I mean, Gauss demolecularizes whatever it hits, essentially stripping away armour and flesh layer by layer. Fluffwise, even if that just hits your pinkie, that finger is just gone. Just gone.
Unlike, y'know, hitting a finger with a hundred-calibre bolt round? At least (see the Caine example) losing an extremety to gauss fire is fairly surgical and doesn't turn the limb to ragged meat with blunt force trauma.
Plasma weapons are Volatile (autoconfirming Righteous Fury). If anything, it's the reverse of Proven - since weapons which rely for a big part of their damage on Righteous Fury have a much wider damage range. Also, the Gauss rule already effectviely includes Volatile.
Now here are the things i am considering adding:
- Gauss weapons do 1 damage to cover even if the damage rolled was not high enough to normally damage it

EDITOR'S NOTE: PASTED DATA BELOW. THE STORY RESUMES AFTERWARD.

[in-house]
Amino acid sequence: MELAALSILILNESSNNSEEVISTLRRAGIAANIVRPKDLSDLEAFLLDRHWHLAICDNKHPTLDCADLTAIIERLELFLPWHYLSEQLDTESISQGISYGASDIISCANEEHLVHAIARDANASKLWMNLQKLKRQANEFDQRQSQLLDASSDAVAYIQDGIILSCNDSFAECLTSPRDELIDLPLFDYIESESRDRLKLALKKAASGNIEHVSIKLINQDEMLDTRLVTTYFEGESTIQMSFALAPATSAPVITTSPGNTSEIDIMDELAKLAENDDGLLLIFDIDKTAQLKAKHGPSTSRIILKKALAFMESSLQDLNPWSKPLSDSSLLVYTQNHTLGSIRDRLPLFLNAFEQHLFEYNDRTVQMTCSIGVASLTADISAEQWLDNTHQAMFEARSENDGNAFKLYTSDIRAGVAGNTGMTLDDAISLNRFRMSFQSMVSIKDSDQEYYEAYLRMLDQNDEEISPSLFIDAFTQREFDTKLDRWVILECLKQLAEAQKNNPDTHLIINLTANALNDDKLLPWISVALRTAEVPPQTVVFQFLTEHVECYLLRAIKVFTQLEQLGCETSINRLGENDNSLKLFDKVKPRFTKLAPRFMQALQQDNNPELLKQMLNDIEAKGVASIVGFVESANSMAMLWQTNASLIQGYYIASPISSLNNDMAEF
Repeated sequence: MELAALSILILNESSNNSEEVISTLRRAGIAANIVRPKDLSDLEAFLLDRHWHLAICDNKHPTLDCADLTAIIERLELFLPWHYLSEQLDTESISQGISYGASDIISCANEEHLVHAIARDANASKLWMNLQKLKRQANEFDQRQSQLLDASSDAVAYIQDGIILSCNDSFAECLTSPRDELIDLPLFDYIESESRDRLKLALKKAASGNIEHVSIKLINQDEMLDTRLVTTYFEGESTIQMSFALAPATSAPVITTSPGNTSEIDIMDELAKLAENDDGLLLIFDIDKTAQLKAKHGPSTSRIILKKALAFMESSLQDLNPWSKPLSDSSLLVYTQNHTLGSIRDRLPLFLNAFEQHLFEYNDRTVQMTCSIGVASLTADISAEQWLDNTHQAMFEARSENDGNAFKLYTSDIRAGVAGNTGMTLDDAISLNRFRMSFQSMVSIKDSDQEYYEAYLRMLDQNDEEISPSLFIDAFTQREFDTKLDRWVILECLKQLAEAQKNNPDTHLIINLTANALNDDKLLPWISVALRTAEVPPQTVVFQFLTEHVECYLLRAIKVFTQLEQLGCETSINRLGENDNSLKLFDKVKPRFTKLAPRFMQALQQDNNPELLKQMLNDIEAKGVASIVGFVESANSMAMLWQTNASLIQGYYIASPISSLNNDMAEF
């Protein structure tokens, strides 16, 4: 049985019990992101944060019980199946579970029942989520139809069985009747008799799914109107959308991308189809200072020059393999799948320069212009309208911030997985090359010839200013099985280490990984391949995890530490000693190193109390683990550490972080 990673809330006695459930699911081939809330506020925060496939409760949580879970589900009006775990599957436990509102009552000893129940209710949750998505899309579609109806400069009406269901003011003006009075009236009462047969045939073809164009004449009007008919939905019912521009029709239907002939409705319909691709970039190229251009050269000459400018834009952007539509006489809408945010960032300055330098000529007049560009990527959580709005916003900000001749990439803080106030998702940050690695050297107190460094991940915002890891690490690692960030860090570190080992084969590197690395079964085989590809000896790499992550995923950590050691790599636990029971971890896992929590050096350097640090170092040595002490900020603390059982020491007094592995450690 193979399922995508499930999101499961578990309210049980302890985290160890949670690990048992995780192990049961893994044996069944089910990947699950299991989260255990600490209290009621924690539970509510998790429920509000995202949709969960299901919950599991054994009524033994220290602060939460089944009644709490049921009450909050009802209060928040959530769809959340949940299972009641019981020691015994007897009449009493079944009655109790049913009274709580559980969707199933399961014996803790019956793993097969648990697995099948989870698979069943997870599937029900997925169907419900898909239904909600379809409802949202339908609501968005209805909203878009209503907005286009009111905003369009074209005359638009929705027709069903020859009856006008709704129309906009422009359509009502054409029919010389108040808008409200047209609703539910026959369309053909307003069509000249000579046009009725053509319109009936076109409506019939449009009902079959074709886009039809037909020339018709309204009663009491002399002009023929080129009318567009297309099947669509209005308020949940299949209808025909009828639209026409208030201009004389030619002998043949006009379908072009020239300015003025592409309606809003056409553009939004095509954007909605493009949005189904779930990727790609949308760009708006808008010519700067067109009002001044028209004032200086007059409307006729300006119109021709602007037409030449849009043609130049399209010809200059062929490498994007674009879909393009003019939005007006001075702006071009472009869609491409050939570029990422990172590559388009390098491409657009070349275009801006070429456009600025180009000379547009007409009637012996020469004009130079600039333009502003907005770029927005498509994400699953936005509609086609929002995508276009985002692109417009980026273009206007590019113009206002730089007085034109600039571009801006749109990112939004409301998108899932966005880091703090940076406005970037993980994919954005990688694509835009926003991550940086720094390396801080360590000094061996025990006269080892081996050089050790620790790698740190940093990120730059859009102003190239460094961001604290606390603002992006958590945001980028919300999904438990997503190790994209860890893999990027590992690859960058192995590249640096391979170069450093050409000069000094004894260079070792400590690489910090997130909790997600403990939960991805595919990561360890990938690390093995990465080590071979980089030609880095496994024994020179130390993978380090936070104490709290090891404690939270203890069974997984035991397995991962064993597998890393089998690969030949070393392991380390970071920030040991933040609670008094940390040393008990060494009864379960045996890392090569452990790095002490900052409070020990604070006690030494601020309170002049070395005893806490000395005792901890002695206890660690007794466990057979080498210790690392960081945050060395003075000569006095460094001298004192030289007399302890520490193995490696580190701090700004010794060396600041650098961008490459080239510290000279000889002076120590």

- If the damage was high enough to damage th cover, it does 1d10 damage to it.
The first one seems fine, and perfectly characterful. Attritional damage building up quickly is very gauss.
1D10 damage to cover, on the other hand, seems really harsh. Yes, the gauss flayer weapon is powerful but it's raw damage capability is about the same as a bolter's mass-reactive round. It shouldn't be able to erase entire aegis line barricade sections in a single hit.
Reducing a player's armour? Maybe. It certainly makes sense; as the way a gauss weapon works it logically must 'abrade' a neat hole in armour before starting on the meat beneath it; unlike an armour-piercing bolt round or las-blast, you'd never see a more-or-less intact suit of armour with a burnt/shreddded corpse inside it.
Obviously only drop the armour on the specific location that was hit, though, and only if damage reached the marine underneath, or that'll get really stupid really fast. I doubt the players would appreciate seeing their blessed, unique, relic armour vapourised in the first turn of combat!
Edited by Magnus Grendel, 08 October 2013 - 02:18 AM.